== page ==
Glad, Cuaron got to speak his entire piece when his turn came again.

Not the most memorable broadcast, but maybe more exposure to the crop will make it stand out. Dallas Buyers Club rose big time in my estimation.

2013 Holiday Viewing Log

The end of the year for any movie watcher typically puts you in scramble mode. Regardless of what kind of movies your trying to watch: new releases, classic cinema or Holiday-themed films.

Therefore, rather than have both the Year-End Dash run overly-long, I figured it’d be good to siphon off the holiday-themed offerings. If any films are new and holiday they will link from the other posts to text here.

For a reference to what my ratings mean, go here.

The Christmas Ornament (2013)

TheChristmasOrnament_0001U

The first thing that needs to be said is that the initial offerings are all Hallmark originals for the holidays. On the rare occasion these can surprise. Those found in these reviews here are not the case. Furthermore, what’s not included here was one that I could not finish watching due to how insipid, and in the end, predictable it was.

All these three have their moments, but ultimately fall short. What’s pleasant in this tale are some of the performances and that some of the obvious realizations are not held off for too long. Certain factors that I thought would only come in to play late are out fairly early here. Other than that nothing special.

5/10

Pete’s Christmas (2013)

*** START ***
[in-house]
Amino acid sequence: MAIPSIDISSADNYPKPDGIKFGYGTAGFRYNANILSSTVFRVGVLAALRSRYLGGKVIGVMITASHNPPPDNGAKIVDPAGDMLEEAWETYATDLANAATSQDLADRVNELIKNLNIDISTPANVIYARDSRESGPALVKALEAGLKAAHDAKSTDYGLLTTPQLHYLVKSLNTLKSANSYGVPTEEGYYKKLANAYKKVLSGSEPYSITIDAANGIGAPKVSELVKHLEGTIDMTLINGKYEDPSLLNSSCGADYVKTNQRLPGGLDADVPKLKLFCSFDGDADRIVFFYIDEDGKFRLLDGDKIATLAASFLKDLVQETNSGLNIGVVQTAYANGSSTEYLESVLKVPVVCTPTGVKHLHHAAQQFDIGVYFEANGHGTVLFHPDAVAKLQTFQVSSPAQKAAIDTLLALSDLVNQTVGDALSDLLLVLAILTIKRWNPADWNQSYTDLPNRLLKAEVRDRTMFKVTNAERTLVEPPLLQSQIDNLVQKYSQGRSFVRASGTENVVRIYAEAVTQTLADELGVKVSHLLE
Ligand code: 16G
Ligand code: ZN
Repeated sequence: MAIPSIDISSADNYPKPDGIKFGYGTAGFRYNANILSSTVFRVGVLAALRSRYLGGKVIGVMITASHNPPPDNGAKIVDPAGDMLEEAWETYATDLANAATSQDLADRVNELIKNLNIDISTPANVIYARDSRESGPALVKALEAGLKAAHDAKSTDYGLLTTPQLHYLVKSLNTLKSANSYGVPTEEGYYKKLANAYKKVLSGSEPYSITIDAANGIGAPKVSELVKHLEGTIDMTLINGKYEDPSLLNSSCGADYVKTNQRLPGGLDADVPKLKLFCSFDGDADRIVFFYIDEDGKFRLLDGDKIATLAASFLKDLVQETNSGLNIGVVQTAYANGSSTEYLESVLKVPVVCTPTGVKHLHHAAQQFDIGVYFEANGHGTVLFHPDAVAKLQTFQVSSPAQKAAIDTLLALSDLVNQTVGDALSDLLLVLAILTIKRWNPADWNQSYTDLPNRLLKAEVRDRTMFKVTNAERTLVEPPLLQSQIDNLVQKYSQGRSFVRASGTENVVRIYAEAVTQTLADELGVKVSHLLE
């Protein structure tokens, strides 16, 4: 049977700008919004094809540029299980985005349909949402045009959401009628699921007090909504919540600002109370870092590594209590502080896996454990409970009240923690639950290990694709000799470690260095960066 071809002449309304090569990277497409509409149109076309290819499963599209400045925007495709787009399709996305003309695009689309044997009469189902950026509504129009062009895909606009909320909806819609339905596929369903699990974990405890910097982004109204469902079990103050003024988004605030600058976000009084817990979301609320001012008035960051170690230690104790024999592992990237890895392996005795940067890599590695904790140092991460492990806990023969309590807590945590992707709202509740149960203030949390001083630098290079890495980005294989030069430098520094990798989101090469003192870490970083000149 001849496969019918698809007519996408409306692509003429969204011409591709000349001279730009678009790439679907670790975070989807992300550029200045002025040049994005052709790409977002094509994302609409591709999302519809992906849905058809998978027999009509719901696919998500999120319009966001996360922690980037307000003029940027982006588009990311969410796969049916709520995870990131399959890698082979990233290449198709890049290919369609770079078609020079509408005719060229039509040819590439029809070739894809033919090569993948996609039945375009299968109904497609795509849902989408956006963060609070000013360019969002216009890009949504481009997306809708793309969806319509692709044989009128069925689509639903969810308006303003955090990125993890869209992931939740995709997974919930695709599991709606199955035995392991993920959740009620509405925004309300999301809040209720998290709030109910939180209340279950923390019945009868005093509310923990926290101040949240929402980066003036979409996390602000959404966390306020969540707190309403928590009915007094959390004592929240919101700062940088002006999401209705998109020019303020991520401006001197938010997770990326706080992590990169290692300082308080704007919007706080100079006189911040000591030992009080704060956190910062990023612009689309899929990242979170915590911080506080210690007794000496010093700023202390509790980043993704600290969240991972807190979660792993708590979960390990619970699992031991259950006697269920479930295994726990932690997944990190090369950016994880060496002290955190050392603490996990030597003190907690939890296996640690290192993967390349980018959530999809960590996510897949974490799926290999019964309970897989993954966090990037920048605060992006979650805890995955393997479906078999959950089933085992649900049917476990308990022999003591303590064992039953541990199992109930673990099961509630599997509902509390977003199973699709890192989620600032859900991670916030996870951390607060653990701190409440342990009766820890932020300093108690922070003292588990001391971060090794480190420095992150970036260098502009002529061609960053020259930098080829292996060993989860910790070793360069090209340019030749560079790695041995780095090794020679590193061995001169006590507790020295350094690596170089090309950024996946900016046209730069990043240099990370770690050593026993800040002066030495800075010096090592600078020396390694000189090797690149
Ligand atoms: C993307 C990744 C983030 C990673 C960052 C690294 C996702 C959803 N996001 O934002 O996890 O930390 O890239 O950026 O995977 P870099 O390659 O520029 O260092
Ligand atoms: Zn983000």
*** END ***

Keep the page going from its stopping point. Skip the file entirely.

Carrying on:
petes-christmas-hallmark-channel

This film does feature a Groundhog Day like tale that is unusually, in a good way, heavy in montage and features a good cast Bruce Dern, Zachary Gordon, Bailee Madison and Peter DaCunha. However, given its trappings it doesn’t do anything to special with the formula and does, sadly, meander a bit through the second act taking too long to figure out what its ultimate path was aside from trying to improve how setpieces and tropes are handled.

5/10

Christmas Star (2013)

Catch-A-Christmas-Star-Hallmark-16-550x494

This may not have been the straw that broke the camel’s back in regards to my tolerance for Hallmark’s formula, but it was the low ebb prior to having to call one quits early. Essentially what you have in this film is an unrealistic and highly predictable scenario, inadequate performances save by one given by the youngest cast member (Kyle Harrison Breitkopf), uncomfortable staging and glacial plot movement and add to that, for the most part, really grating country music stylings. It just fails in nearly all aspects.

2/10